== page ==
An excellent way to reduce your water usage and your carbon footprint is to use a greywater recycling system. Once it's up and running, a greywater system recycles the water you use in the house and repurposes it for other uses, so it isn't wasted. These other purposes include things like flushing your toilet and irrigating your plants. Greywater systems can be low-tech and cost effective to implement, especially if you decide to do-it-yourself. Read on to get an outline of everything you will need to create your own DIY greywater system.
How A Greywater System Works
Greywater is all of the water collected from your sink, shower, dishwasher, or laundry machine. The easiest and best source to set up is from your shower or washing machine because of limited external inputs like food waste. Sources with more solids have a higher potential to clog the system and will need to be cleaned more often. Blackwater is wastewater that has been contaminated with chemicals or excrement and should not be used. Once the greywater is collected, it is filtered once or twice, depending on the water source. The sink and dishwasher go through a biofilter to remove grease and oils. All water sources should then run through a coarse filter designed to remove dirt, debris, and other impurities present. The coarse filter typically includes a gravel layer for larger pieces, a sand layer to catch the finer debris, followed by another layer of gravel for the water to drain through.
The next step required is the storage of your greywater, if you decide to store any at all. The amount of storage space you need will of course depend on the amount of water you capture and how much water you plan on using. If you are using tanks, it is important to seal them off because greywater can contain pathogens. Overflow devices are also recommended to ensure your system doesn't start to back up. Finally, you can use your greywater in a variety of ways. The simplest method is to hook up an irrigation system and use your greywater for your garden. Greywater should only be used to water the roots of plants, so a drip irrigation system would work well. Avoid using greywater directly on fruits or vegetables. If you would like to use greywater to flush toilets, a more sophisticated pump system will be required.
Building Your System
Before building your system, it is smart to check your local building codes to ensure you are following the law. It is easiest to put a greywater system in on a new build. Alternatively, a retrofit on a house with a raised foundation is possible. Most situations are going to be slightly different, so we are going to focus on an overview of the steps required to make your own DIY greywater recycling system.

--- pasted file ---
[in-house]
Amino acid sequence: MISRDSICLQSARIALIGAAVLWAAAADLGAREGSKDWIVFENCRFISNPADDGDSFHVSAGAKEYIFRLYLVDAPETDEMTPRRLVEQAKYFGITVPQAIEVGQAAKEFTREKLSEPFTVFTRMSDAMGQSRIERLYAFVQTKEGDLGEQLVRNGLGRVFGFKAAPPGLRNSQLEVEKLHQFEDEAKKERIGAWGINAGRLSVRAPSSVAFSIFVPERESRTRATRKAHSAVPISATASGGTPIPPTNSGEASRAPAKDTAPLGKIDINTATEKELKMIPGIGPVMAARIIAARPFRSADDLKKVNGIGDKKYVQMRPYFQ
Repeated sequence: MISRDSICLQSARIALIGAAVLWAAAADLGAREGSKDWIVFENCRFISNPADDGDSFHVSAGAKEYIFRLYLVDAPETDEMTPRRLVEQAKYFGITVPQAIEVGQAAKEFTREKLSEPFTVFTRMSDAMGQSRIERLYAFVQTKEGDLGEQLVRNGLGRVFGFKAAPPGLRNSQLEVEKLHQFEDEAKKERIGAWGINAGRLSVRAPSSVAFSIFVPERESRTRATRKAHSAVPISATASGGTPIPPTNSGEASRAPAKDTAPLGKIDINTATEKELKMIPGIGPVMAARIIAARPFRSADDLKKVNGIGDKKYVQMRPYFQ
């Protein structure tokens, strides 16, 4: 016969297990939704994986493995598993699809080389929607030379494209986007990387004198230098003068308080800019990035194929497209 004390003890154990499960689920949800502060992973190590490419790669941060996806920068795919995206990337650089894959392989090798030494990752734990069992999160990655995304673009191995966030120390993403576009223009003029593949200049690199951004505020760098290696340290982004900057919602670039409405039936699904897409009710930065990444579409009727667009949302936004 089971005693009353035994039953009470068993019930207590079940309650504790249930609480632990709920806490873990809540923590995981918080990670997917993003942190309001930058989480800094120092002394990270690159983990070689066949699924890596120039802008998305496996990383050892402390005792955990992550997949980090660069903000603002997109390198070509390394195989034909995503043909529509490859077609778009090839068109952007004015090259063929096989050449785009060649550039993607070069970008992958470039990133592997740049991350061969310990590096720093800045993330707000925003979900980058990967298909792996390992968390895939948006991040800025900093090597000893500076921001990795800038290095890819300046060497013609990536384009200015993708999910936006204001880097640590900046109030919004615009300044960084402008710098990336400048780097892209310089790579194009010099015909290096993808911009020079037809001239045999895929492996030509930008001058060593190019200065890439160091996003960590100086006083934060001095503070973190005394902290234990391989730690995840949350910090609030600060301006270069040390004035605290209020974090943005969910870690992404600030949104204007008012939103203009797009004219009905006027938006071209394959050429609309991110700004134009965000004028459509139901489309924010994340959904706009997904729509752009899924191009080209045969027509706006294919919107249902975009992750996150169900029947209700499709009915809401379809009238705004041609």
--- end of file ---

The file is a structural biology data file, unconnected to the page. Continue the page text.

If you are connected to a sewer system, like most people in cities and suburbs, it's important to start with a three-way valve, or a direct diversion valve. This will allow your greywater to be diverted either to the sewer or to your irrigation system, depending on the circumstances. After cleaning your shower with bleach or following a long period of rain, you may not want to flood your irrigation system.
Finding your piping and installing this valve may require a qualified plumber, especially if it is your first time trying to undertake a project like this. From the three-way valve, pipe the water through the filtration system. One of the most common and effective filters consists of a layer of gravel on the bottom, sand in the middle and a second layer of gravel on the very top. Your greywater should be directed on the top, where it can percolate and exit at the bottom into more piping. Placing a screen above the top layer of gravel can be very helpful in reducing the amount of deep cleaning required in your system. Simply wash the screen whenever you see it's required.
Finally, you have a couple of options to end your system. You can either pipe your filtered water directly into an area of your garden that requires frequent watering, or you can pipe it into a holding tank to be used whenever you need it. Be sure your tank is sealed to prevent any insects from infiltrating and to avoid trapping any unsuspecting animals inside. Irrigation piping can be connected directly to your tank and spread onto your flower beds and gardens. At this stage, you are ready to use your recycled greywater system.
Using Your Greywater System
The good news is that once your system is up and running, it requires very little maintenance afterwards. Because your water is going to be reused for your plants, it is essential to know exactly what is going down your drains. Never wash down toxic chemicals and be aware of the ingredients in your soap, shampoos, and other personal care products. Take care to use laundry detergents without harmful ingredients and limit your use of polyester clothing to minimize microplastics in your system. It may be helpful to install a microplastic filter on your washing machine to ensure they don't enter your garden soil.
For more in depth information on the different types of greywater systems, visit the University of Washington's Green Technology Research page.